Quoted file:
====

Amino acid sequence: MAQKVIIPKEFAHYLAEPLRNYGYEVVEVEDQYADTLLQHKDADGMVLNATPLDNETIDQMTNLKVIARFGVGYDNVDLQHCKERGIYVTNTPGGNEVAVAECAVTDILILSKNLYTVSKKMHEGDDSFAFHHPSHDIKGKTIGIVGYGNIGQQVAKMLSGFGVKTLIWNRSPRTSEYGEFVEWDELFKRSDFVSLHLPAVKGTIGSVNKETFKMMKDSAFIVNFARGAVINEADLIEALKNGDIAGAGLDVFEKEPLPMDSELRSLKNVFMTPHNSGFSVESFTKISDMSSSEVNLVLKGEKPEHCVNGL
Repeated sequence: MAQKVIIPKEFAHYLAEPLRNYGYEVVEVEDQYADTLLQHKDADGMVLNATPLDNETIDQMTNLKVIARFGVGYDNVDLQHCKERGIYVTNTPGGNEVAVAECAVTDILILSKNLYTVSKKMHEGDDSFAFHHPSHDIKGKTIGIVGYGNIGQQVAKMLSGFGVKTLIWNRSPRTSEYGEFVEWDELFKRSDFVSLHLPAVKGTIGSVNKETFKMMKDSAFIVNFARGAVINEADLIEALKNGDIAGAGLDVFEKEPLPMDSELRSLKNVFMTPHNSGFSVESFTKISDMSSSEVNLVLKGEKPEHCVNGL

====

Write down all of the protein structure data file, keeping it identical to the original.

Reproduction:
Amino acid sequence: MAQKVIIPKEFAHYLAEPLRNYGYEVVEVEDQYADTLLQHKDADGMVLNATPLDNETIDQMTNLKVIARFGVGYDNVDLQHCKERGIYVTNTPGGNEVAVAECAVTDILILSKNLYTVSKKMHEGDDSFAFHHPSHDIKGKTIGIVGYGNIGQQVAKMLSGFGVKTLIWNRSPRTSEYGEFVEWDELFKRSDFVSLHLPAVKGTIGSVNKETFKMMKDSAFIVNFARGAVINEADLIEALKNGDIAGAGLDVFEKEPLPMDSELRSLKNVFMTPHNSGFSVESFTKISDMSSSEVNLVLKGEKPEHCVNGL
Repeated sequence: MAQKVIIPKEFAHYLAEPLRNYGYEVVEVEDQYADTLLQHKDADGMVLNATPLDNETIDQMTNLKVIARFGVGYDNVDLQHCKERGIYVTNTPGGNEVAVAECAVTDILILSKNLYTVSKKMHEGDDSFAFHHPSHDIKGKTIGIVGYGNIGQQVAKMLSGFGVKTLIWNRSPRTSEYGEFVEWDELFKRSDFVSLHLPAVKGTIGSVNKETFKMMKDSAFIVNFARGAVINEADLIEALKNGDIAGAGLDVFEKEPLPMDSELRSLKNVFMTPHNSGFSVESFTKISDMSSSEVNLVLKGEKPEHCVNGL